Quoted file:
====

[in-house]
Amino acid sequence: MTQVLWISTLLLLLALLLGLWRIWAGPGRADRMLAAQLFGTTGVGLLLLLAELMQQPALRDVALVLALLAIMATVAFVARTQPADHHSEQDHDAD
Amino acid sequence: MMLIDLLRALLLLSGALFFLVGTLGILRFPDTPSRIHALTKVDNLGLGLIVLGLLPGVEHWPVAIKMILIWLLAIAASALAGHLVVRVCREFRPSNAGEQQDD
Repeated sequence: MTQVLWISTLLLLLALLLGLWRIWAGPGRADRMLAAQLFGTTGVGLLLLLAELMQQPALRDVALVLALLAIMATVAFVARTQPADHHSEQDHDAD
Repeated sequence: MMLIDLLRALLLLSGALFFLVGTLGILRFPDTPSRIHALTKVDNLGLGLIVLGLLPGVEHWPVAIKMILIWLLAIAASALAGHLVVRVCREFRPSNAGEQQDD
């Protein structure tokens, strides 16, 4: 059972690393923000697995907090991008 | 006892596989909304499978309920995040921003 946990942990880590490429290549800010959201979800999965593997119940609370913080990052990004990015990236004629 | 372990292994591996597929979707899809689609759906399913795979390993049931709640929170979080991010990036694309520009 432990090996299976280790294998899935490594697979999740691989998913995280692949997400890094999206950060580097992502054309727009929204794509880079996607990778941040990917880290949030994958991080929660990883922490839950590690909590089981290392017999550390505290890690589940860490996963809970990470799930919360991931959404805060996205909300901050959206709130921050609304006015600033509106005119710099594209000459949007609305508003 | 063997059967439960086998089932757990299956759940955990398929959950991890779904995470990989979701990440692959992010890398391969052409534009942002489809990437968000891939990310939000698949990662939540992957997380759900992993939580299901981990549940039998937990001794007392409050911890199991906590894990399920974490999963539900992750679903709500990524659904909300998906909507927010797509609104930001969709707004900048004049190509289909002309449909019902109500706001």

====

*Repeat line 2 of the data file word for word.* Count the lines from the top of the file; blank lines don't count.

Amino acid sequence: MTQVLWISTLLLLLALLLGLWRIWAGPGRADRMLAAQLFGTTGVGLLLLLAELMQQPALRDVALVLALLAIMATVAFVARTQPADHHSEQDHDAD